Val Stalowir Named Reed’s CEO

In taking up the reins from the company’s namesake Chris Reed after a tumultuous period, new Reed’s CEO Val Stalowir is seeking to take the craft soda maker back to basics.

Stalowir, a CPG industry veteran who joined Reed’s as CEO and board member on July 5, is the company’s first permanent CEO since Reed announced his resignation and reassignment to the newly created role of Chief Innovation Officer (CIO) in April. Board member Stefan Freeman had been serving as the company’s interim CEO. A former executive at Quaker Oats, The Coca-Cola Company and Yum! Brands, Stalowir was also a partner at private equity fund Emigrant Capital, where he helped lead investments in beverage brands like Boylan Bottling Co., Zola Super Fruits, Robeks and Jolt Cola. His most recent position was as founder and CEO of organic food supplier International Harvest, Inc.

“I have known Val for years, he is a talented leader with deep experience in the beverage industry,” said Reed’s chairman of the board John Bello in a press release. “He brings a clear vision for how to grow Reed’s valuable portfolio of brands balanced with the operational leadership to deliver that growth profitably.”

Stalowir’s appointment at Reed’s comes as the company continues to recover from significant supply chain issues that saw its core brands, Reed’s Ginger Beer and the Virgil’s line of craft sodas, lose shelf space at retailers last year. Reed told BevNET last October that out-of-stock problems led to the company losing between 15 and 20 percent of its distribution, about a quarter of which had been recovered at the time.

In an interview with BevNET, Stalowir explained that, after investing in a new production facility in Los Angeles that went online last year, Reed’s is well-positioned to reduce costs and operate more efficiently moving forward.

“I would say that our current focus is to execute a strategy of reducing our dependence on capital-heavy investments and try to go more asset-light. Whatever resources we have will be focused on Reed’s primarily and then Virgil’s as the secondary effort,” he said, noting that the two core brands as fitting in with the larger trend towards better-for-you carbonated drinks.

In the midst of a supply chain recalibration, gross sales of Reed’s Ginger Beer grew 2 percent last year, while the Virgil’s line was down around 10 percent.

In shifting away from building infrastructure, Stalowir is making good on a long-gestating approach. As a partner at Emigrant Capital, he tried to convince Reed to take a growth capital investment, but ultimately disagreed on how to spend the money; Stalowir wanted to focus on sales and marketing, while Reed was looking to investing in assets such as the production facility.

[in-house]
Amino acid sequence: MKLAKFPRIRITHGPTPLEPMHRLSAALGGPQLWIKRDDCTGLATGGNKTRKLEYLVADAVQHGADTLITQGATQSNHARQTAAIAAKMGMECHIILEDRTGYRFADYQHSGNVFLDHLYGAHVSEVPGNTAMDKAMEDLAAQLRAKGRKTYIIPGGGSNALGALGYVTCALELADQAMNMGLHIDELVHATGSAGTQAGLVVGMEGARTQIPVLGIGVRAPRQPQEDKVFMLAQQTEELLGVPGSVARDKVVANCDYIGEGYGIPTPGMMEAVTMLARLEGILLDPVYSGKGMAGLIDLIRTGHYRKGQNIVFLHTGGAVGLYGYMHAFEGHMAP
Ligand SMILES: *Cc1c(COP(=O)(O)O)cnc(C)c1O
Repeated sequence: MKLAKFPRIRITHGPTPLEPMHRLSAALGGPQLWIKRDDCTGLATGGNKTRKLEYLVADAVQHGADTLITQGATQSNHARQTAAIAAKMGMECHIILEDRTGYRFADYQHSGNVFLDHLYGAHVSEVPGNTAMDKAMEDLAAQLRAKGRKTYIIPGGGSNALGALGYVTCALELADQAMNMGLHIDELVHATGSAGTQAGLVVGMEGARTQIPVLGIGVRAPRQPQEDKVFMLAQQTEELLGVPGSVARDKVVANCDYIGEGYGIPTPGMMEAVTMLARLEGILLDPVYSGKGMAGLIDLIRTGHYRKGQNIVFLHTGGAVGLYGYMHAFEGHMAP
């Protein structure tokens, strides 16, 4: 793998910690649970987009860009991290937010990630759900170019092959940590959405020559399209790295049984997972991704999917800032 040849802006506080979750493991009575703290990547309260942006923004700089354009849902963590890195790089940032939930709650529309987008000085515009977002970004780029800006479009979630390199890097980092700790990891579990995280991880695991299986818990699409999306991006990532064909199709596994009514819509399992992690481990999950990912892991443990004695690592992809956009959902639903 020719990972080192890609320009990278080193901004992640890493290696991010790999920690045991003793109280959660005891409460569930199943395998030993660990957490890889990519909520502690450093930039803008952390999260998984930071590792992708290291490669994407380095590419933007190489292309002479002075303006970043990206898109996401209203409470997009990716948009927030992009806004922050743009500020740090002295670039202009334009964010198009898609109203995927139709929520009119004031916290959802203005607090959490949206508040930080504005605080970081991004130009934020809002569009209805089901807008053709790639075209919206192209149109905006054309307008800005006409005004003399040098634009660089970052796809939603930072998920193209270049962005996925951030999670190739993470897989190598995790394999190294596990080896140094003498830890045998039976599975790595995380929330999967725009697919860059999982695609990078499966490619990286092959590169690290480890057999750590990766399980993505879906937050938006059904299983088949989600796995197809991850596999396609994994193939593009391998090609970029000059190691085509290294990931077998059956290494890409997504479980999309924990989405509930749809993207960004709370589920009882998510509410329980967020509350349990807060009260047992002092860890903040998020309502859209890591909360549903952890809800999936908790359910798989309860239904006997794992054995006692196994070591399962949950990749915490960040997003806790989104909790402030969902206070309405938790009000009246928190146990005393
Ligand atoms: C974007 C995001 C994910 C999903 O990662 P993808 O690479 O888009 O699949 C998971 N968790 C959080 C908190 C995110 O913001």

Now, as CEO, Stalowir hopes to revive that idea, positioning both Reed’s Ginger Beer and Virgil’s as premium products that match consumers desire for clean ingredients and, in the case of Reed’s, a healthy functional boost from real ginger.

“As opposed to other categories which have had brand champions and lots of interest and money flowing into telling the marketing story, there really hasn’t been a true champion in terms of craft soda,” he added. “As we improve the gross margins and overall growth of the company, we will be investing in marketing and sales programs, and we will definitely be looking to pull together more capital to put behind those efforts,” he added.

Stalowir said that he was confident the company’s production problems have passed; along with the Los Angeles plant, Reed’s has three co-packers on the East Coast, and Stalowir emphasized that even if a line were to go down it would not impact its ability to supply retailers. With production stabilized, he said the next step was to rebuild Reed’s equity with its retail partners.

“Now it’s our job to go back to all the retailers, admit our mistakes, ask for forgiveness, and say to them we are going to prove ourselves by committing to you to perform, to not have any out of stocks, to deliver on time and accurate, and have them hold us to this new standard,” he said. “We are lucky to get back on most of the shelves that we got displaced from, and we are lucky we have those leadership positions [within ginger beer and craft soda categories] to justify coming back in.”

Stalowir said that the company has kept most of its distribution partners. He noted that Reed’s is at only 26 percent all-commodity volume in the conventional grocery channel, and that the company is actively looking to add new accounts, including in the convenience channel, and take advantage of opportunities for on-premise service.

Innovation will come in the form of new low-calorie options from the Virgil’s line. Stalowir said the company was currently showcasing Virgil’s products made with new all-natural proprietary sweetener blend developed by Reed to retailers. The revamped product will replace Virgil’s current sugar-free Zero line, which is made with just stevia, when it debuts.

However, Reed’s Culture Club Kombucha is unlikely to play a major role in the company’s short-term plans. The line was out-of-stock for six months last year and sales plummeted 56 percent, a drop that CFO Dan Miles said in April caused the largest sales impact in year-over-year comparison. At least for the immediate future, Stalowir confirmed that the line is “not a high priority.”

“We had a very good entry into the space, but it’s very difficult to successfully fight on three different fronts,” he said. “There’s only so much sales and marketing resources that you have to pick and choose for which battles you are going to win. At this point, Culture Club will have to wait its turn as we stabilize the business and really accelerate the growth on the two core brands and eventually we’ll come back to the kombucha category and evaluate at that point how much we put behind that whole effort.”